The New York City grid is often understood as a foundational system of land subdivision and cadastral allotment. Accordingly, the grid divides Manhattan into a highly regularized system of rectangular shaped blocks, subdivided into lots, making standard (and stackable) units of real estate available for urban development. The grid accomplishes the city’s apportionment through its collection of more frequently spaced and narrower east-west cross-streets and less frequently spaced and wider north-south avenues — each serving as partition and demarcation between the blocks with their nested lots. Indeed, conceptualizing the grid as a system of subdivided blocks highlights its underlying cadastral logic. Previous posts (#4 and #6) have addressed two myths following from this line of reasoning, specifically the extent to which block sizes determined lot sizes, and how the relentless regularity of blocks and lots contributed to rampant real estate speculation.
Indeed, the orderly differentiation between the north-south avenues and the east-west cross-streets derives from one key dimension: the elongated, rectangular blocks of the gridded city. It stands in stark contrast to the pre-grid pattern of multiple, dense street systems on the island’s southern portion, where the distances between intersections (block dimensions) are much shorter and more irregular. Our mapping of the network of intersections reveals two profoundly different landscapes of connectivity: one on the grid plan and one before it. Taking our argument further, insofar as connectivity is a morphological prerequisite for accessibility, reinterpreting the grid’s geometry as a nodal network of connections opens alternative lines of inquiry surrounding access to the spaces of the city.
Indeed, what the Manhattan grid’s dimensions did to formalize, regularize, and make consistent a topography of accessibility derived from street connectivity. It created peaks of highly accessible points along the north-south avenues, separated by valleys of limited reach at the blocks’ midpoints along the east-west cross-streets. Given all that we know of the real estate and land use development of Manhattan in the 19th century and since, this map invites inferences about the locational patterns of commerce, industry, and residence, and above all, retail. Widely understood as a system of block and lot subdivisions, the grid has long been attributed agency as having structured and fueled real estate development. Reconceptualized as a system of street connectivity, it is now suspected of having incentivized land use allocation. Toward that, how its morphology specifically shaped land uses is the topic of our next post.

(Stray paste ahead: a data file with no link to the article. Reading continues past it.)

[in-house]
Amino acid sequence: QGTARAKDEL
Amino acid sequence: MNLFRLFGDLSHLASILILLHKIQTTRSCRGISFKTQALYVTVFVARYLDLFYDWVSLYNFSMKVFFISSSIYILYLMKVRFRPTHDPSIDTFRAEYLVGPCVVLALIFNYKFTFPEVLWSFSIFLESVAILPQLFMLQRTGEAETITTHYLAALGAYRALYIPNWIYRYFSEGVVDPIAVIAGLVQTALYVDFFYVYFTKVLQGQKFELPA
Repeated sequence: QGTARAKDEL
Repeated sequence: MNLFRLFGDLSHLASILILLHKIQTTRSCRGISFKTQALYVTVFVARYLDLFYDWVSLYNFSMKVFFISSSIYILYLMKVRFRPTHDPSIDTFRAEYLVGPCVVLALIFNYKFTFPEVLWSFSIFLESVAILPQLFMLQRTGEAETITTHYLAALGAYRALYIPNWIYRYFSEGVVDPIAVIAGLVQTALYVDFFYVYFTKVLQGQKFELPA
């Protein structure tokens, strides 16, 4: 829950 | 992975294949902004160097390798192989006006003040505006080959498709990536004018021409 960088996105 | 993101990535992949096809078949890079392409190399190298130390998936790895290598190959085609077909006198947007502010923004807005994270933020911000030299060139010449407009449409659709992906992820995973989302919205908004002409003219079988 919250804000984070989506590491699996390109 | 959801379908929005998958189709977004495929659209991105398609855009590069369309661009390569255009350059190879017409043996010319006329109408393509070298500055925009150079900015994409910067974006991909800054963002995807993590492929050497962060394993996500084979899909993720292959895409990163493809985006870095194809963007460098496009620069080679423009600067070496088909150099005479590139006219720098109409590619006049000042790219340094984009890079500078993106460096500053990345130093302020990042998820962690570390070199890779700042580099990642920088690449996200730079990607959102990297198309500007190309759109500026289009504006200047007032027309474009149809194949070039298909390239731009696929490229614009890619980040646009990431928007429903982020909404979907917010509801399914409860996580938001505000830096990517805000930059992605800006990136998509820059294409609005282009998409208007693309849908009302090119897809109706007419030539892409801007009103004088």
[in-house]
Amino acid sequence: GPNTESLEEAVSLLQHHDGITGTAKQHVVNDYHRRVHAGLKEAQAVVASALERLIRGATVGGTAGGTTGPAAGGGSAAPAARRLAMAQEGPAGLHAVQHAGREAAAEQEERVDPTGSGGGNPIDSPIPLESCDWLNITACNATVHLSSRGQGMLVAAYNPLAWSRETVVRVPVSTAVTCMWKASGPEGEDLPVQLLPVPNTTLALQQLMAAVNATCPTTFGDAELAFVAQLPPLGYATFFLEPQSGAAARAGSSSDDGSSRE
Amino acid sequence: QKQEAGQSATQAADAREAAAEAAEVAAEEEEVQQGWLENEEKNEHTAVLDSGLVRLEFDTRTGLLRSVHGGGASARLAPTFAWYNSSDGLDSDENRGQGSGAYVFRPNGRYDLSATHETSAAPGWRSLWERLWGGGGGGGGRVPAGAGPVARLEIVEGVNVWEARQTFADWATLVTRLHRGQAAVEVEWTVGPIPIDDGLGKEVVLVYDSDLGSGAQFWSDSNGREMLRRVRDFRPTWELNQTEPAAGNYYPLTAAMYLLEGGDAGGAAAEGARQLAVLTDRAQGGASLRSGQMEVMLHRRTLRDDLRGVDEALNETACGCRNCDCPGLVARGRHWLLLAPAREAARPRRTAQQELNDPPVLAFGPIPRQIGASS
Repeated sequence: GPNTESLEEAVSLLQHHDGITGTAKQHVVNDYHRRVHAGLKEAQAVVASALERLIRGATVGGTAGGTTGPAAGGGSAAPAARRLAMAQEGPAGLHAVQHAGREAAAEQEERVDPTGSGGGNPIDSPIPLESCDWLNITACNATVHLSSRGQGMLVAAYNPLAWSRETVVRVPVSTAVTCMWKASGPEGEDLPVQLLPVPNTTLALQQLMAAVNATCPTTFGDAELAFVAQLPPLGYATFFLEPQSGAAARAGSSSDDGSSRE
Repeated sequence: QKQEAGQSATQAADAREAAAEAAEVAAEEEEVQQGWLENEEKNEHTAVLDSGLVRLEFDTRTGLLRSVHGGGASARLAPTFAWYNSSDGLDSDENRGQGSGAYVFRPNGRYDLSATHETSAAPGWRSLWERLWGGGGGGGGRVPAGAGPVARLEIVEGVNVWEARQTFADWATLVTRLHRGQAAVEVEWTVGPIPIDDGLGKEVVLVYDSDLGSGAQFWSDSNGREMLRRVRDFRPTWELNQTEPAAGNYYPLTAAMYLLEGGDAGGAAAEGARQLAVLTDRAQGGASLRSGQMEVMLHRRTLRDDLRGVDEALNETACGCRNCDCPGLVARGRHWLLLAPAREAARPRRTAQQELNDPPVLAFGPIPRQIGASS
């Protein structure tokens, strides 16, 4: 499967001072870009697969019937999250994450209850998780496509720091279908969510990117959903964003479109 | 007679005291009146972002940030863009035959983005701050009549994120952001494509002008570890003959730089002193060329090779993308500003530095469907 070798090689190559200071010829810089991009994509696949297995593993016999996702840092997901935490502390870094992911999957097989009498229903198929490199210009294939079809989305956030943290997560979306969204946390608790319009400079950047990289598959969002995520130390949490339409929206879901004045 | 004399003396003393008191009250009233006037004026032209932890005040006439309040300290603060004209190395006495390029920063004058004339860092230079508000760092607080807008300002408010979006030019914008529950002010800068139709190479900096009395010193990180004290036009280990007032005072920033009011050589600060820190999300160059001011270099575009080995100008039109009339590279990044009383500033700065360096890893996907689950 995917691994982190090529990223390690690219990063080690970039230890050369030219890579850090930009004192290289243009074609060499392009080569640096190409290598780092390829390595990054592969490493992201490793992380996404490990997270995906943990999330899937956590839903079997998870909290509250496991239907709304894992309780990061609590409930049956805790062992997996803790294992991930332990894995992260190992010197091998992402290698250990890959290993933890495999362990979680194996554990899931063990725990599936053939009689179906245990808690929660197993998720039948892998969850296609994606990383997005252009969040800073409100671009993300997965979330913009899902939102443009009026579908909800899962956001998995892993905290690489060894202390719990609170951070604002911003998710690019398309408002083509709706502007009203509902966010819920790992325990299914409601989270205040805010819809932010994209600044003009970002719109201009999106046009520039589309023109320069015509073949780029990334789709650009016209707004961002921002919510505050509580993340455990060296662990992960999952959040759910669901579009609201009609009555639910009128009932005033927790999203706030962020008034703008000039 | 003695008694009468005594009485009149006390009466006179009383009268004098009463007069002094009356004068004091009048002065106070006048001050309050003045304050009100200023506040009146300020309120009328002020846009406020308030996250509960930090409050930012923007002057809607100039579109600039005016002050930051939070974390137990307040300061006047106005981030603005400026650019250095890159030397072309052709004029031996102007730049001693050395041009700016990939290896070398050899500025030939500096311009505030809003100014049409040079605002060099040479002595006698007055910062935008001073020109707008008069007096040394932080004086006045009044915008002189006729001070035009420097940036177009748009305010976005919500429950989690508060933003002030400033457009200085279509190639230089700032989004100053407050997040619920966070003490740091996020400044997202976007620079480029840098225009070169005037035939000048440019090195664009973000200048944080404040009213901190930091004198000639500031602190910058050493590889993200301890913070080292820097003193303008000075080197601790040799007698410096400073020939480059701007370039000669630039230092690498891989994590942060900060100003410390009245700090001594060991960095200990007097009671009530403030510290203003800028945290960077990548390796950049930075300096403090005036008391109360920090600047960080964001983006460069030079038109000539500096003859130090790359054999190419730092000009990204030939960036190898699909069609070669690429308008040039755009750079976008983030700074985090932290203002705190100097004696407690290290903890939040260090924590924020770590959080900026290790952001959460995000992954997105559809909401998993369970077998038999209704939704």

Gergely Baics is Associate Professor of History and Urban Studies at Barnard College, Columbia University. Leah Meisterlin is Assistant Professor in Urban Planning at Columbia University. They are the authors of "Old Maps, New Tricks: Digital Archaeology in the 19th-Century City" and “The Grid as Algorithm for Land Use: A Reappraisal of the 1811 Manhattan Grid.”